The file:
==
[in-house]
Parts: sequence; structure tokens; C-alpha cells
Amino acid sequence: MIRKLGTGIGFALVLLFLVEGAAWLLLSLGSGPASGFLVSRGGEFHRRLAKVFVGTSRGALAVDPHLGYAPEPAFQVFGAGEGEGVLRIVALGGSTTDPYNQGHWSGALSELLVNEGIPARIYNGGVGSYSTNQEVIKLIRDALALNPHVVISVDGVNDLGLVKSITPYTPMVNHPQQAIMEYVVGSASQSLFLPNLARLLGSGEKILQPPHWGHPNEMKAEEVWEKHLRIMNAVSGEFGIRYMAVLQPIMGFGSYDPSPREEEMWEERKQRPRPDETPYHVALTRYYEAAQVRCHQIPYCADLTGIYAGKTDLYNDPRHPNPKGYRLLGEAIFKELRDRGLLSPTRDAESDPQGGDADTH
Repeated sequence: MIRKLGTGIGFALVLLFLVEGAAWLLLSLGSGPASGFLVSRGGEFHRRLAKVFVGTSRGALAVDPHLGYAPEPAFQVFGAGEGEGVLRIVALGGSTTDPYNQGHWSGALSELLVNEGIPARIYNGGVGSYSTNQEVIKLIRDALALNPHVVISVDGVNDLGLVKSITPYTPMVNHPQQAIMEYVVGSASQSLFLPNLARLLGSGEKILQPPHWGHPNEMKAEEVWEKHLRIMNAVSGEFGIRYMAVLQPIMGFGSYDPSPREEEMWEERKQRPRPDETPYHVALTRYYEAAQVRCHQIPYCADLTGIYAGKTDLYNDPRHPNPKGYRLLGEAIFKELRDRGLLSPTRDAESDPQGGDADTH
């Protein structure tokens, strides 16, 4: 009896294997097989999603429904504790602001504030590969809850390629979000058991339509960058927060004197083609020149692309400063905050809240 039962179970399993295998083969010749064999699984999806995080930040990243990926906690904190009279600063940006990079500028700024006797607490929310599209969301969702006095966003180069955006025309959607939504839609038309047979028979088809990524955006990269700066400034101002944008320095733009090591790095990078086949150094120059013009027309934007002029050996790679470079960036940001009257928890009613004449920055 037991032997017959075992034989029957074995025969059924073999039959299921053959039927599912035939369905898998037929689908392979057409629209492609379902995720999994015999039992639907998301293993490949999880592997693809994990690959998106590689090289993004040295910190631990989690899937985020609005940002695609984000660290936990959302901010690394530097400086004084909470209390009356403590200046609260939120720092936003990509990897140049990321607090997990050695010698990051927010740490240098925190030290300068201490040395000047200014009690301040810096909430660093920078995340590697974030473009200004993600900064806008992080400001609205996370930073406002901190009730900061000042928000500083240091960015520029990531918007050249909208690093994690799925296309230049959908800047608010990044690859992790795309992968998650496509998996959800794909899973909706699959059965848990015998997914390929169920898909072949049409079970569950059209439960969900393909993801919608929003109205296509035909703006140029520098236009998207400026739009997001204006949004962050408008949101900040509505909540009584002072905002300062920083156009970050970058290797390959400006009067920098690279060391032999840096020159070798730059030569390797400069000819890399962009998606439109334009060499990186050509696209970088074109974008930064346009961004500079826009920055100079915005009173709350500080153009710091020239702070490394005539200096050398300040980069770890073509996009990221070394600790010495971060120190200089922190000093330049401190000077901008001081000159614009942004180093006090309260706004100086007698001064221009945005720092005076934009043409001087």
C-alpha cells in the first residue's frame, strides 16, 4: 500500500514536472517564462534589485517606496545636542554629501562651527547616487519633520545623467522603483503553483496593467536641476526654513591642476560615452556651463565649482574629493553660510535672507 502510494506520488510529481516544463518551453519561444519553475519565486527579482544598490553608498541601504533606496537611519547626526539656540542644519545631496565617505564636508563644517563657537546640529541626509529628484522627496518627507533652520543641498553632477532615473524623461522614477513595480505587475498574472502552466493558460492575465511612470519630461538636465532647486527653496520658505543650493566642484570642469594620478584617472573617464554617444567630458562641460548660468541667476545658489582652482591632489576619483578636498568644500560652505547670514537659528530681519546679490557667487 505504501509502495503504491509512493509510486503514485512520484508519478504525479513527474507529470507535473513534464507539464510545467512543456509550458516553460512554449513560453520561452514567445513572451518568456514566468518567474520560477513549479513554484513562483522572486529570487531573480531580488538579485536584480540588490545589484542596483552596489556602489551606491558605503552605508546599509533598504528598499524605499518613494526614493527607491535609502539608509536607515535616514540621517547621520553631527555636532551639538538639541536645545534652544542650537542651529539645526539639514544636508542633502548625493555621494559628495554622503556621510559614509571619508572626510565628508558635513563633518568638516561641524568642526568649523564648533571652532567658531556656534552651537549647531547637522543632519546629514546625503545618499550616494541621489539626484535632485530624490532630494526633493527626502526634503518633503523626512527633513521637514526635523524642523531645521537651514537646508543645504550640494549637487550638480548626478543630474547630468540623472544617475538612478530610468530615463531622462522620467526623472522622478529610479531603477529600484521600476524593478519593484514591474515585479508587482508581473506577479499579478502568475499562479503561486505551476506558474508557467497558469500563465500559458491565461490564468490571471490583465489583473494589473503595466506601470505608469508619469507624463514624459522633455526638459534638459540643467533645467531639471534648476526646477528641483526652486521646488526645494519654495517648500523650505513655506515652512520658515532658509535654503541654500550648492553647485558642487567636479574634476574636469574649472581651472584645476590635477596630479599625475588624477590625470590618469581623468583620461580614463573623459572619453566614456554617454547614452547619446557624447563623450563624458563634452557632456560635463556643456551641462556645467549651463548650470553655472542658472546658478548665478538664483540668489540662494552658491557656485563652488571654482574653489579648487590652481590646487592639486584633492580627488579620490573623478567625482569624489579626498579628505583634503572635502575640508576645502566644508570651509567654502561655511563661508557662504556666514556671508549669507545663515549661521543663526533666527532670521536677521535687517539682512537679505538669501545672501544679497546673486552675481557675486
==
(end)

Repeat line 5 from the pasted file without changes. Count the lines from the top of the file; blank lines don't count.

């Protein structure tokens, strides 16, 4: 009896294997097989999603429904504790602001504030590969809850390629979000058991339509960058927060004197083609020149692309400063905050809240 039962179970399993295998083969010749064999699984999806995080930040990243990926906690904190009279600063940006990079500028700024006797607490929310599209969301969702006095966003180069955006025309959607939504839609038309047979028979088809990524955006990269700066400034101002944008320095733009090591790095990078086949150094120059013009027309934007002029050996790679470079960036940001009257928890009613004449920055 037991032997017959075992034989029957074995025969059924073999039959299921053959039927599912035939369905898998037929689908392979057409629209492609379902995720999994015999039992639907998301293993490949999880592997693809994990690959998106590689090289993004040295910190631990989690899937985020609005940002695609984000660290936990959302901010690394530097400086004084909470209390009356403590200046609260939120720092936003990509990897140049990321607090997990050695010698990051927010740490240098925190030290300068201490040395000047200014009690301040810096909430660093920078995340590697974030473009200004993600900064806008992080400001609205996370930073406002901190009730900061000042928000500083240091960015520029990531918007050249909208690093994690799925296309230049959908800047608010990044690859992790795309992968998650496509998996959800794909899973909706699959059965848990015998997914390929169920898909072949049409079970569950059209439960969900393909993801919608929003109205296509035909703006140029520098236009998207400026739009997001204006949004962050408008949101900040509505909540009584002072905002300062920083156009970050970058290797390959400006009067920098690279060391032999840096020159070798730059030569390797400069000819890399962009998606439109334009060499990186050509696209970088074109974008930064346009961004500079826009920055100079915005009173709350500080153009710091020239702070490394005539200096050398300040980069770890073509996009990221070394600790010495971060120190200089922190000093330049401190000077901008001081000159614009942004180093006090309260706004100086007698001064221009945005720092005076934009043409001087």